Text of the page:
A. B. C. Hank is undoubtedly one of the great names in tattoo history. His personal history is virtually unknown. One of his 1940s business cards was acquired by the Archive, which stirred up interest in this tattooist. The card showed Hank on First Avenue in Seattle at one of the many arcades that lined this street during the 1940s. Seattle has been a popular tattoo town since the mid1800s and through the years First Avenue was the home of many a tattooist including George Kruger, Danny Danzel, Slim Lewis, E.D. Horton, Jack Ross and many others.
Kobel photograph #393 shows the right-handed
Hank tattooing the leg of what looks like a military man.
Working out of a curved top steamer trunk with flash thumb-tacked to the wall, the shop took on the look of a temporary set-up. It is unknown where the shop in the Kobel photograph is located or the year it was taken. The trunk looked like it may have been designed for circus or carnival work. It was set up with six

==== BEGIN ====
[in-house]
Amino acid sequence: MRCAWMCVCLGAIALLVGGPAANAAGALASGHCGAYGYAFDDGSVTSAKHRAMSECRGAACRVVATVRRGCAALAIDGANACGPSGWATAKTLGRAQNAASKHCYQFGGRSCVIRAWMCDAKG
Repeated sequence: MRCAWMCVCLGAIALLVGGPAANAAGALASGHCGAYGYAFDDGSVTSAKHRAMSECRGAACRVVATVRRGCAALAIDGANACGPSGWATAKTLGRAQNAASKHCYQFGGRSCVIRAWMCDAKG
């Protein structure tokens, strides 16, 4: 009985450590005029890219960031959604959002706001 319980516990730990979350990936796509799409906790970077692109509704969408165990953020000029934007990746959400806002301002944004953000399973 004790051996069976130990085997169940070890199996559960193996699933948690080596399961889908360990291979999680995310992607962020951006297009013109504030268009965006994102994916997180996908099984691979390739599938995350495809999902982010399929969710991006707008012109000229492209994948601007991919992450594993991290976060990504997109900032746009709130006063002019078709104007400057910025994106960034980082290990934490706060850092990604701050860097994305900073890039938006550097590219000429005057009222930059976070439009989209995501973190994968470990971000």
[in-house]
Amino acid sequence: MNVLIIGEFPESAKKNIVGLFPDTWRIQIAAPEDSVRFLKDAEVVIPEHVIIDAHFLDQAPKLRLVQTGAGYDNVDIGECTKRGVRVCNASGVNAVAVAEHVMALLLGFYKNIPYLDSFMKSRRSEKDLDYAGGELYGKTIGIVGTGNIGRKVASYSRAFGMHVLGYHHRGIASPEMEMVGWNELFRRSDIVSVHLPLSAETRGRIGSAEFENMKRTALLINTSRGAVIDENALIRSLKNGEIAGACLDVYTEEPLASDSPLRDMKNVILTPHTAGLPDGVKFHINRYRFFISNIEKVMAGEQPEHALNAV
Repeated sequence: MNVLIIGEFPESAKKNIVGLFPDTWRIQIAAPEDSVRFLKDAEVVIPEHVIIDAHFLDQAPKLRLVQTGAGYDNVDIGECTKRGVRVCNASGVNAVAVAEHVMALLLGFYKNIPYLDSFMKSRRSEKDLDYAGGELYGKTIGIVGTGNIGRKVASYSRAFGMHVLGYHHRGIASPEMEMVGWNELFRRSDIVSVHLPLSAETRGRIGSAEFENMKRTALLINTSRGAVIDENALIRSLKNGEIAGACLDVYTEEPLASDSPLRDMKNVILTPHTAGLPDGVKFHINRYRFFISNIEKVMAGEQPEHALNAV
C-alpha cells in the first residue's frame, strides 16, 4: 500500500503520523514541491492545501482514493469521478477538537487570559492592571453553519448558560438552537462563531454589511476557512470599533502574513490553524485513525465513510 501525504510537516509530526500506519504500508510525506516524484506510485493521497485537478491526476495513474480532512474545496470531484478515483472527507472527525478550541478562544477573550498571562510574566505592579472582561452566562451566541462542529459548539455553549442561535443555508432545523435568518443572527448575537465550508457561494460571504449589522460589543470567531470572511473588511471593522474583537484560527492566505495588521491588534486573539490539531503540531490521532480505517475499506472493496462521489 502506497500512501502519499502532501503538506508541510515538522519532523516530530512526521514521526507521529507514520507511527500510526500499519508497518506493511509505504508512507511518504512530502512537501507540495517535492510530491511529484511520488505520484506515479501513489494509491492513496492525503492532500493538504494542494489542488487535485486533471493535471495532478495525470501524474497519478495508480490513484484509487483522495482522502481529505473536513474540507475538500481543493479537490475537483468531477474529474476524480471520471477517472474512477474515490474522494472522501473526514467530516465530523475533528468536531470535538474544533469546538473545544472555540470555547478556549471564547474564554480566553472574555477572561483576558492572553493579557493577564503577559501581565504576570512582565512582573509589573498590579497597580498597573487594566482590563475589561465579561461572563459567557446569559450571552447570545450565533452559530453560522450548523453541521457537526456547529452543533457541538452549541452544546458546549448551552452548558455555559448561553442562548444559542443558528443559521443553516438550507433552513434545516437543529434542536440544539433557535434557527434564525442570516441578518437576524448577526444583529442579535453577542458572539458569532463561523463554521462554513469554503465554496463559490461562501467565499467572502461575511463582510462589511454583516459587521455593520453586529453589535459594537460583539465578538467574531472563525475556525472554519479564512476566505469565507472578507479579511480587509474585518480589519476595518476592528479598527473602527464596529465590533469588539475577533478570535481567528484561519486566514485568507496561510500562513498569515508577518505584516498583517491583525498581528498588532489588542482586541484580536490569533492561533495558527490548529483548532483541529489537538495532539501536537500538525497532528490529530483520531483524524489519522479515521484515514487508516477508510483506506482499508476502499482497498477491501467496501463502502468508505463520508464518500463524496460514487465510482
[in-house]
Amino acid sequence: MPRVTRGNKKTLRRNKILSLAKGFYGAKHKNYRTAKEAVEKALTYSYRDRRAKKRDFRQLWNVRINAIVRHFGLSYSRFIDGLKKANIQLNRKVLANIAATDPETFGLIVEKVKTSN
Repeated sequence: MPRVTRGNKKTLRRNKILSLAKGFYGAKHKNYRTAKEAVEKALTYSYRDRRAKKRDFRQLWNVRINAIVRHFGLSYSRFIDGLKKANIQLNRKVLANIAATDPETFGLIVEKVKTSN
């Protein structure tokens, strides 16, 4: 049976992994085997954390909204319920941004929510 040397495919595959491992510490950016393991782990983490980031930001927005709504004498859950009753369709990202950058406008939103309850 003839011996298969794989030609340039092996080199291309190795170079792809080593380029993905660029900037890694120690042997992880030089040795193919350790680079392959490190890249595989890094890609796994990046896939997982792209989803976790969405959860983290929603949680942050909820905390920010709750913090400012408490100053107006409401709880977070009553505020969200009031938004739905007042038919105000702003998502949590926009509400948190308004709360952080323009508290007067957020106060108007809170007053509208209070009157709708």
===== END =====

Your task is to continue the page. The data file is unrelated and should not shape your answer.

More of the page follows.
machines in a metal looking sloping cabinet with a large dual gauge power supply above them. Four white opal color jars are visible on the work shelf. Since no connector cords or a switchboard is seen one would assume he is working with a clip cord. This fact alone may be the best way to date the photograph, which could be circa 1950s.
Tattoo Archive © 2006